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National Institutes of Health

Science Update
November 8, 2006

U.S. Youth Suicide Rates Lower in Counties with High SSRI Use

For children ages five to 14, suicide rates from 1996 to 1998 were lower in areas of the country with higher rates of antidepressant prescriptions, according to an NIMH-funded study published in the November 2006 issue of the American Journal of Psychiatry.

Robert D Gibbons, Ph.D., of the Center for Health Statistics at the University of Illinois at Chicago, and colleagues examined suicide data from the Centers for Disease Control and Prevention and prescription data from IMS Health, a commercial company that collects global health care information and represents more than half of all retail pharmacies in the United States. They found that counties with the highest selective serotonin reuptake inhibitor (SSRI) prescriptions generally had the lowest suicide rate—around 0.7 per 100,000 people. The counties with some of the lowest rates of SSRI prescriptions had the highest suicide rate of 1.7 per 100,000 people. Nationwide, 933 children ages five to 14 died by suicide between 1996 and 1998, which corresponds to about 0.8 per 100,000 people annually.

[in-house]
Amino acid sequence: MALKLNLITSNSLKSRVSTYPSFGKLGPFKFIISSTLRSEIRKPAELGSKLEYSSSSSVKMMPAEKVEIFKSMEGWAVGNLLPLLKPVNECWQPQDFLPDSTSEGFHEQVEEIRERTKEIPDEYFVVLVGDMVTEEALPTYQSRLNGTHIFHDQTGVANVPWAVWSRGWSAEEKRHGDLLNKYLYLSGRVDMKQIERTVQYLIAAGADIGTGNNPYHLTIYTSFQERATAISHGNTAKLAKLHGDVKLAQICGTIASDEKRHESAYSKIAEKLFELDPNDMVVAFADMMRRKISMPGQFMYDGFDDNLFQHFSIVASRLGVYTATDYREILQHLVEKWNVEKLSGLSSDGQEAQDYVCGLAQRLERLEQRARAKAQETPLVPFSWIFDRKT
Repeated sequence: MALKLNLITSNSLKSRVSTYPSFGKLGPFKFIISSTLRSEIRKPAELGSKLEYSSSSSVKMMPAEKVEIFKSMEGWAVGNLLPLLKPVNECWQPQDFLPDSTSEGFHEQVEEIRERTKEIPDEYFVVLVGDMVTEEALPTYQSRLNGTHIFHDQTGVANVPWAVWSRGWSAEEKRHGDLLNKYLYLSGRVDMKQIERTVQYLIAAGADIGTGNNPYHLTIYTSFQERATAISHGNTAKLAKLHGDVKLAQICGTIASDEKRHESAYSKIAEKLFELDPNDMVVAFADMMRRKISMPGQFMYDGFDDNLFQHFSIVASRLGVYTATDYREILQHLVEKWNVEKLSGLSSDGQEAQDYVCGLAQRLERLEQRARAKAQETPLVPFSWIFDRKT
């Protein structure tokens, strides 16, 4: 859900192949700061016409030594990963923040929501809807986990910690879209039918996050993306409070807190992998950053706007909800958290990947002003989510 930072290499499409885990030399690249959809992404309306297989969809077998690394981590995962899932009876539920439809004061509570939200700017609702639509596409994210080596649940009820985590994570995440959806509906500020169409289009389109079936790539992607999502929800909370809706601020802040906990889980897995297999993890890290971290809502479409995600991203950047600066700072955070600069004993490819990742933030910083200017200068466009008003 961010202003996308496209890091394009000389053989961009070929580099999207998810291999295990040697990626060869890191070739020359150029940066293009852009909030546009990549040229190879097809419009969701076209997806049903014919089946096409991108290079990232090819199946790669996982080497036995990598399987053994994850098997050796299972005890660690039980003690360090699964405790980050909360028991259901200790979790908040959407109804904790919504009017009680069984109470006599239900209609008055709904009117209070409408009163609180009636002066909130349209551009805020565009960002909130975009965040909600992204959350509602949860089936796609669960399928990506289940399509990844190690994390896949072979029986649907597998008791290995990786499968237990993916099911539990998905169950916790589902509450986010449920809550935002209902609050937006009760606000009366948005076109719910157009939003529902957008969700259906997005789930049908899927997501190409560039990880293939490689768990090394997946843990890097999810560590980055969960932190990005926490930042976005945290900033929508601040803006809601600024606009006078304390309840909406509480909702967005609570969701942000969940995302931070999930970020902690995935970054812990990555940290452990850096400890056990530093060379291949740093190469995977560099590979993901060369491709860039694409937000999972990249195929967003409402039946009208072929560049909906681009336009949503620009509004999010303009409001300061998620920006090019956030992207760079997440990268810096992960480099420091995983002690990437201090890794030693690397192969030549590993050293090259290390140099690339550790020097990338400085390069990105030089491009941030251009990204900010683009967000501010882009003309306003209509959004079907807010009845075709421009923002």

When variables such as sex, race, income levels and access to quality mental health care were taken into account, findings remained the same. The highest suicide rates were found in less densely populated western states, such as Arizona, Utah and Montana. The lowest suicide rates were found in large cities such as Chicago, New York City, Boston, Los Angeles, San Diego, Seattle and Miami.

Although the data are compelling, they do not prove any causal relationship between SSRI use and suicide rates. Recent studies have found that SSRI use may trigger suicidal thoughts and actions in some individuals, prompting the U.S. Food and Drug Administration in 2005 to adopt a "black box warning" on all SSRI prescription labeling. However, Gibbons and his colleagues note that their results are consistent with other studies that report a decline in suicide attempts and completed suicides among adults and adolescents who are prescribed antidepressant medications.

Gibbons RD, Hur K, Bhaumik DK, Mann JJ. The relationships between antidepressant prescription rates and rate of early adolescent suicide. American Journal of Psychiatry 163 (11): 1898-1904.